Speaking of HealthPathways through persistent pain: Tips for managing chronic painMay 26, 2023
Speaking of HealthTop 10 myths about sunscreensMay 26, 2023
Speaking of HealthUnderstanding lung nodules: Determining risks and diagnosingMay 25, 2023
Prepare for a challenging flu season: Get vaccinated now
Flu season usually peaks in winter; however, the best time to prevent infection is before the virus appears in a community.
"The best time to protect yourself against influenza is before we see it start circulating in large amounts," says Nipunie Rajapakse, M.D., a pediatric infectious diseases physician with the Mayo Clinic Children's Center. "We are starting to detect cases in different parts of the country."
The Centers for Disease Control and Prevention reports influenza A as the dominant strain of flu virus in the U.S., though the strain may change over the flu season. Flu activity has been reported as low but is beginning to increase.
"Now is the perfect time to go and get vaccinated. It takes about two weeks after you get your vaccine for your body's immune system to mount a good antibody response. You need to factor that time into it as well," she says.
After two mild seasons of influenza infection, Dr. Rajapakse says there is a caution of a more challenging one with higher rates of illness.
"One of the things that we look at is what happens in the southern hemisphere. Sometimes this can help us understand what we may expect," Dr. Rajapakse says. "Last year, during their flu season in Australia, they saw some of the highest rates of influenza that they've seen since 2019. And that makes us feel cautious going into this flu season that we may end up seeing high rates of influenza this year.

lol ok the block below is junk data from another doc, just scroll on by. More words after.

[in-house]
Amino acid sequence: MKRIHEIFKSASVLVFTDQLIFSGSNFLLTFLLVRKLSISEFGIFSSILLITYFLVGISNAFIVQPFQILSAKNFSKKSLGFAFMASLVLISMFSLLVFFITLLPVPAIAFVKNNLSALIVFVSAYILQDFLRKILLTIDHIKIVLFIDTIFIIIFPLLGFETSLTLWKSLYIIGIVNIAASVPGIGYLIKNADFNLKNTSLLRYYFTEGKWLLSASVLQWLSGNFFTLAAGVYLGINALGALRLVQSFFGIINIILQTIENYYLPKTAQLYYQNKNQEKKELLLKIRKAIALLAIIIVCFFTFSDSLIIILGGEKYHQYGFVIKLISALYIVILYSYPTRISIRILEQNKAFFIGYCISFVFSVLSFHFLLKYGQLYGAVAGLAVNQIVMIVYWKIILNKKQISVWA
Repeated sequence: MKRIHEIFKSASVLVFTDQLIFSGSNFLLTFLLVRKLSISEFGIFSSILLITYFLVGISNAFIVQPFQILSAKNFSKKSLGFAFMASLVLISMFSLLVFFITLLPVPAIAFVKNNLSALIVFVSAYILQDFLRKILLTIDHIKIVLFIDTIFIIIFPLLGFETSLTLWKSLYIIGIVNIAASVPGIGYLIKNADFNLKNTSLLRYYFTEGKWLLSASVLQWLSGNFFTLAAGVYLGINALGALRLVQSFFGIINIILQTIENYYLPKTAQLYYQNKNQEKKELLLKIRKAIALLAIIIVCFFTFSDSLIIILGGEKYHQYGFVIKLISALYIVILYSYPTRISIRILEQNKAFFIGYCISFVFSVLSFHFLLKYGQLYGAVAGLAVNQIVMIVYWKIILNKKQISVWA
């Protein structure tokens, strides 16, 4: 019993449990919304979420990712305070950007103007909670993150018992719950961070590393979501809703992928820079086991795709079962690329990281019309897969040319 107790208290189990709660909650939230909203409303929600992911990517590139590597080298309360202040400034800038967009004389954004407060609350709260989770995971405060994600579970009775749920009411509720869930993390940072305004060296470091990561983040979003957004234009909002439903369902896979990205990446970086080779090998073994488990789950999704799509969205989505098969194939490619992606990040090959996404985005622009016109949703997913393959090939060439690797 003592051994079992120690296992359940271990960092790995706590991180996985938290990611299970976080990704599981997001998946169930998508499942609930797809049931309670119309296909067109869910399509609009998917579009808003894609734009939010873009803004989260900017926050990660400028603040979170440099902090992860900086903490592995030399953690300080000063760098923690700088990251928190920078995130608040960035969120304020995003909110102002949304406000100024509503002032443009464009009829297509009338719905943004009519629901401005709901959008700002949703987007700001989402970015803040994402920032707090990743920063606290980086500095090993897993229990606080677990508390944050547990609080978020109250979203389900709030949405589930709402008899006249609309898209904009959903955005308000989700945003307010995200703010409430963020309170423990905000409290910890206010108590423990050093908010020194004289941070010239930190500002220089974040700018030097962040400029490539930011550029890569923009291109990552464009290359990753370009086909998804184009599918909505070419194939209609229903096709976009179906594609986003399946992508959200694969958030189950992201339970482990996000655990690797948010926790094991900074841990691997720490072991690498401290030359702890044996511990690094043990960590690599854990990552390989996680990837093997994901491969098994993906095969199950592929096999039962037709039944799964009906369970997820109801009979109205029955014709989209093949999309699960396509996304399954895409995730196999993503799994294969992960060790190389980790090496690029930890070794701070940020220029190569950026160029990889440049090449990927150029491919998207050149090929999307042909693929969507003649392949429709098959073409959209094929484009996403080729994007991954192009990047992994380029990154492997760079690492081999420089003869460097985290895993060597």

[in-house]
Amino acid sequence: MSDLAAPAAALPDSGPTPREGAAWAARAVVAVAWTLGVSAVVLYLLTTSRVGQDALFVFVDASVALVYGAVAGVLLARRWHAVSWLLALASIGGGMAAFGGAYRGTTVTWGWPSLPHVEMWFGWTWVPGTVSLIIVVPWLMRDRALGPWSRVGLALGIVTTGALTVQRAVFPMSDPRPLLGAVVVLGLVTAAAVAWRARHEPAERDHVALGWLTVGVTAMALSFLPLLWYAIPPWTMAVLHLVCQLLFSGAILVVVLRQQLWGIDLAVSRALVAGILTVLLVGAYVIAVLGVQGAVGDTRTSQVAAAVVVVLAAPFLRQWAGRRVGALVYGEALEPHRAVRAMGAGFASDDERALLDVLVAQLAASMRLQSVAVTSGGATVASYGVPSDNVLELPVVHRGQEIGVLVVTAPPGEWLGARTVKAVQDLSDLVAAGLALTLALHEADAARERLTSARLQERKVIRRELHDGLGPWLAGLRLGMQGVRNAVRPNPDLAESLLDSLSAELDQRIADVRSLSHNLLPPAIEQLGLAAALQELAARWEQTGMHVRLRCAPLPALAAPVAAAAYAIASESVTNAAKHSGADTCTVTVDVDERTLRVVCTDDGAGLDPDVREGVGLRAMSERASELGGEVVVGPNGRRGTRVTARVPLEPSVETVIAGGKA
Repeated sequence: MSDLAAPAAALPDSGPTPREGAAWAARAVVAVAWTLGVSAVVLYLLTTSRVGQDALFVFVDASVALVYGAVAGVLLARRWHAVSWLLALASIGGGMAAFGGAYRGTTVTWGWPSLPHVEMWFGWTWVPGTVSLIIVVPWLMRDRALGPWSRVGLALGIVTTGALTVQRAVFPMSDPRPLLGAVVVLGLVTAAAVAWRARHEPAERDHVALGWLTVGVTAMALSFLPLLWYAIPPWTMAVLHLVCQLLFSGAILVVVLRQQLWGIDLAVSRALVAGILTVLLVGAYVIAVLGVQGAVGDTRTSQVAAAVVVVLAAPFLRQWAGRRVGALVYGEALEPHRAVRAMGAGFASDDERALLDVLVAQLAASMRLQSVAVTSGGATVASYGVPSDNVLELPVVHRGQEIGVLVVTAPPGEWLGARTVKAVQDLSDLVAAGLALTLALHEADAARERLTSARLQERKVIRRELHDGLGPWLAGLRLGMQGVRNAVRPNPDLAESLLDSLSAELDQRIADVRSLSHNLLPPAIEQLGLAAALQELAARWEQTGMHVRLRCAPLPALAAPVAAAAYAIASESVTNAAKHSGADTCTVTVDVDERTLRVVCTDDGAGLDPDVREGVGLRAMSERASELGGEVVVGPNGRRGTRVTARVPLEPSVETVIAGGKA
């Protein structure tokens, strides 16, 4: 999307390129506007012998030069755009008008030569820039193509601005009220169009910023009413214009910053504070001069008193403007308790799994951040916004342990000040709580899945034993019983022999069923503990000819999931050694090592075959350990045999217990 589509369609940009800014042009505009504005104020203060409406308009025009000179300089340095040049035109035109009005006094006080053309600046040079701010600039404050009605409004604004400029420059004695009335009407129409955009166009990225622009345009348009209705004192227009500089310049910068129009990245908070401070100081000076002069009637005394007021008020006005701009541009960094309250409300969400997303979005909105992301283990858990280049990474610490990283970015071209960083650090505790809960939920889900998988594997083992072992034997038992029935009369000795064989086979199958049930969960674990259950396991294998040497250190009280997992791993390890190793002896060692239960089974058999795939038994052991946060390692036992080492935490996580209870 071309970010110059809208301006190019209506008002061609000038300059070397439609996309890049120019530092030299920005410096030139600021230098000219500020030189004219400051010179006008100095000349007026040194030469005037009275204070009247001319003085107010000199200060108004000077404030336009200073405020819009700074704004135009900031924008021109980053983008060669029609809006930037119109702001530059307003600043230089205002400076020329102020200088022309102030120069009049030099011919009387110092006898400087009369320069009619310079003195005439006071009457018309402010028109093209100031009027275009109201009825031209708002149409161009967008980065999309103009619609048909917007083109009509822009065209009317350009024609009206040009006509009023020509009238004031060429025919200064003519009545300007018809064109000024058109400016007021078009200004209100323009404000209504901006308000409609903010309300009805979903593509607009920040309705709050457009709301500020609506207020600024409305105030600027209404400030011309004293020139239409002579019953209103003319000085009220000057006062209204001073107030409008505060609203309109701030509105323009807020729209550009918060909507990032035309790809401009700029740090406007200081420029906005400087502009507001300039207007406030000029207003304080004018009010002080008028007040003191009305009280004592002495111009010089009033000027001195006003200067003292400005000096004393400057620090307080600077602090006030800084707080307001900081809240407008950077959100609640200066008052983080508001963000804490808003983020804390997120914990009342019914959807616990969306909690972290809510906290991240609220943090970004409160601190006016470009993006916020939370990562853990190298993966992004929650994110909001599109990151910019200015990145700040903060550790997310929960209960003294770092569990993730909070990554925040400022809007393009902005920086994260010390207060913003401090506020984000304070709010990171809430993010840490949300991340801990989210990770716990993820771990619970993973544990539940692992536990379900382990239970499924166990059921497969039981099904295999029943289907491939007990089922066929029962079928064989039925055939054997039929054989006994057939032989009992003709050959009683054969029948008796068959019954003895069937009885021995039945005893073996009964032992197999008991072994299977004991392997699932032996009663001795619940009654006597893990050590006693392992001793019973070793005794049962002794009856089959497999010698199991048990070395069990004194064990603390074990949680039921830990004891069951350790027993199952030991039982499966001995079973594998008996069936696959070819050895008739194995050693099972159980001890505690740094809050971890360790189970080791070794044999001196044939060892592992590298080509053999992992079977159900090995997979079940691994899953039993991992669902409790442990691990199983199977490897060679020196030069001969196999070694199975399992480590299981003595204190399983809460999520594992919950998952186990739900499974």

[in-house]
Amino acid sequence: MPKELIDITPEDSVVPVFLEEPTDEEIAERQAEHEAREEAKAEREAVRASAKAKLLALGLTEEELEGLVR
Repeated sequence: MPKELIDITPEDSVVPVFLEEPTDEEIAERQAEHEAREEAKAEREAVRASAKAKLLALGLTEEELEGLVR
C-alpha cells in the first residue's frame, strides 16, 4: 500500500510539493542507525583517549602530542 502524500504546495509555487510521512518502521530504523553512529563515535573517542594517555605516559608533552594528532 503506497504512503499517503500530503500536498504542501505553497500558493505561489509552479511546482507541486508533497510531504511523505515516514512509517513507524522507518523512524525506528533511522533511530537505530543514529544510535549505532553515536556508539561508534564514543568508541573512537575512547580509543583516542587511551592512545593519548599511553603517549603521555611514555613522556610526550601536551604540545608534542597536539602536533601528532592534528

"It's all the more reason for people to ensure they get their flu vaccine. It's one of the safest and most effective ways to prevent flu illness and infection. And especially since we might be in for a bit of a rough flu year."
According to Dr. Rajapakse, many people did not have the flu in the last two years due to low virus circulation. There is more vulnerability to getting infected this season if they do not get vaccinated.
Most healthy people can recover from flu infection independently, but complications can be severe for young children, older adults, and those with weakened immune systems.
Vaccination remains the most vital tool against the flu. Young children are one of the highest-risk age groups for having a severe influenza illness.
"Children under 2 years of age are one of the populations we see who end up in the hospital. That's why we encourage everyone over 6 months of age, especially young children, to get a flu vaccine every year. It helps reduce the risk of having a severe influenza infection, ending up in the hospital or dying from flu," says Dr. Rajapakse.
There are nine vaccines approved for the 2022–2023 flu season, depending on the age and health of a patient. The flu mist is a nasal spray, rather than a shot, that may be an option for some children. It's approved for use in healthy nonpregnant people, ages 2–49.
Dr. Rajapakse says children under 8 who get the flu vaccine for the first time will require two doses.
"Getting them their first dose as soon as possible is especially important because they still need to get that second dose in a month," she adds.
Children who have previously had a flu shot will not require a second dose.
Flu vaccine appointment
You can schedule an appointment for the flu vaccine:
- Through Patient Online Services
- Through the Mayo Clinic App
- By phone — find your location for additional information: